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A copyright-enforcement action picks an unusual suspect.

You think your family gives you a headache? Redditor ddeverill has this to report: “[M]y grandmother received a subpoena for pirating porn.”

In taking his conundrum to  r/AskReddit, an advice section on the social news site, ddeverill made it clear his grandmother’s no Internet porn fiend. He described her as “super elderly” and noted she “can barely send an email without help.” He even had an aunt check around on the computer for lingering porn. She came back empty-handed.

Nevertheless, the Texas granny received a curiously ungrammatical letter from Verizon, which ddeverill scanned and posted to Imgur. Verizon recently received a list of Internet Protocol addresses—the identifying addresses for Internet-connected computers. The users of those addresses, according to a court order, stand accused of downloading a copyrighted movie.

If she doesn’t act within 30 days to address the subpoena, Verizon will be legally obligated to give up her name and address to the company which requested the subpoena. It also suggested that she contact a lawyer or the Electronic Frontier Foundation, an advocacy group for Internet civil liberties.

According to the actual subpoena, which Verizon attached, the company trying to get ddeverill’s grandmother’s name is Bubble Gum Productions.

“My aunt and I joked about them most likely being a porn company, and we were right (we think)!” he wrote.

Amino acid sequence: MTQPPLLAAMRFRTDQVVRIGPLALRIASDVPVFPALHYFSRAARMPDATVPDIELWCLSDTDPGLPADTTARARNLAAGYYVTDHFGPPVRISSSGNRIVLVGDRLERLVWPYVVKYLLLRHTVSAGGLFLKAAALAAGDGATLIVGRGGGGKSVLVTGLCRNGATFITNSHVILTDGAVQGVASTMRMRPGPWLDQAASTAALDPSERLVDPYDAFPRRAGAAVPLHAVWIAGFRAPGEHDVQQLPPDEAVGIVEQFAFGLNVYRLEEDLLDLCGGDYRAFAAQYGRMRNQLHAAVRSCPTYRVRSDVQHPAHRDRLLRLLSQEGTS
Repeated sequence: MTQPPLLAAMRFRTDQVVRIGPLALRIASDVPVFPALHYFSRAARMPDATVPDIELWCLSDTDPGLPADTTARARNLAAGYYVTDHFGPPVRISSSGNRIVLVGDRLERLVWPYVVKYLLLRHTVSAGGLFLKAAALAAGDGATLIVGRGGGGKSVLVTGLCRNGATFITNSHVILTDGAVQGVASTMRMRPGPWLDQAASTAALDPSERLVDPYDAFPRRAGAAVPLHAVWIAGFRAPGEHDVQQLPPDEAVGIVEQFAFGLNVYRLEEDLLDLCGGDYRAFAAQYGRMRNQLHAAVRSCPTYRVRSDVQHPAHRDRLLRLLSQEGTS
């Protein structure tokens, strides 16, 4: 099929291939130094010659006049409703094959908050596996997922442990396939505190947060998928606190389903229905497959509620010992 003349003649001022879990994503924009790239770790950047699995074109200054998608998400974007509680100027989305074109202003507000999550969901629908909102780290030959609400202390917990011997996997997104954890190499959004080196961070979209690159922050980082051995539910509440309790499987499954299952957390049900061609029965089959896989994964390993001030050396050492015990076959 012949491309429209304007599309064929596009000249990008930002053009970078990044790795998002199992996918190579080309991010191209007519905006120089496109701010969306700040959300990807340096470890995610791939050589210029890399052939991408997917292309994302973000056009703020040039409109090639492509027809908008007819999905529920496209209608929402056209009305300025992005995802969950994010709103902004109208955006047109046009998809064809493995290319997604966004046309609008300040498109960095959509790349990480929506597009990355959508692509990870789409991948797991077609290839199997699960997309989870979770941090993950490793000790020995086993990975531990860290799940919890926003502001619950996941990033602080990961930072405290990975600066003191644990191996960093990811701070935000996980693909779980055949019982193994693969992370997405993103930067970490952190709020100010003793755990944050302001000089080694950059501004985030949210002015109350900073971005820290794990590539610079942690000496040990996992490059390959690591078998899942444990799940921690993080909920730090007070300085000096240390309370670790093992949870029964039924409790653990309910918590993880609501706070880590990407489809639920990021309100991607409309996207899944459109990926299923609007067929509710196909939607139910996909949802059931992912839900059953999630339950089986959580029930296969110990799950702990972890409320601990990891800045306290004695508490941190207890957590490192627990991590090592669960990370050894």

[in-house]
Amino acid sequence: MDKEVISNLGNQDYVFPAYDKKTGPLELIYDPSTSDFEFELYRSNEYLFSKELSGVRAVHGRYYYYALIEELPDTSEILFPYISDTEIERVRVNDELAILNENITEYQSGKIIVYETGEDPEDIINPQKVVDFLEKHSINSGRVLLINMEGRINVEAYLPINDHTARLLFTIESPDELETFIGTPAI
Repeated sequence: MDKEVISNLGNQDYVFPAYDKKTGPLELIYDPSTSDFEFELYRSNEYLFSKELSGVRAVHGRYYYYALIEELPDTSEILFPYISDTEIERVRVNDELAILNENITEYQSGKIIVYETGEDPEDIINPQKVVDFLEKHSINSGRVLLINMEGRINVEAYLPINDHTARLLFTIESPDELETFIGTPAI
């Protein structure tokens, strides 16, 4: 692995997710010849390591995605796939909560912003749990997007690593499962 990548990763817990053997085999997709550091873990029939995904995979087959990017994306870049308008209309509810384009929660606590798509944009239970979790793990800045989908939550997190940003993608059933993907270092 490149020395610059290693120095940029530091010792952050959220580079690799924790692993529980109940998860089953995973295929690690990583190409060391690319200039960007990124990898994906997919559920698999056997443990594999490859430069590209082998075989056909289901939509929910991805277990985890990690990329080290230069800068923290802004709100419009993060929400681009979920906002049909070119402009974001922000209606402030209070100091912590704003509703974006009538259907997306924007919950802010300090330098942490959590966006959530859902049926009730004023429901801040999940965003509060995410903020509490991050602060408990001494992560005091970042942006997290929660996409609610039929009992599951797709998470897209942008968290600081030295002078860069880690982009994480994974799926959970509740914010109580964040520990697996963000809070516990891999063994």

The subpoena itself was issued by Prenda Law, a Chicago-based firm that’s been heavily criticized as what the EFF calls a “copyright troll”—legal teams that issue subpoenas for large numbers of IP addresses.

According to a similar complaint filed in January, Prenda sought, again on behalf of Bubble Gum Productions, $100,000 in compensation from Florida Internet users who downloaded a video called “ExpTeens” using the file-sharing service BitTorrent.

One problem with using IP addresses to identify potential criminals is that they’re notoriously easy to fake, and difficult to connect with specific people—for example, when wireless networks are left open for others to access.

“I told her to just run around the neighborhood waving the subpoena overhead screaming ‘Who's the pervert?’” but apparently being on an oxygen machine made this much more difficult than I thought,” ddeverill wrote.

In the past decade, rightsholders have taken similar legal action against grandmothers over sharing unlikely music collections. But the new twist here seems to be the racy material in question.

According to the EFF, “the motivation behind these cases appears to be to leverage the risk of embarrassment associated with pornography to coerce settlement payments.”

When asked if he knew about the subpoena on Reddit, a representative for Prenda Law responded, “Yeah, we’re not going to comment on that.”

Photo from Jessicafm

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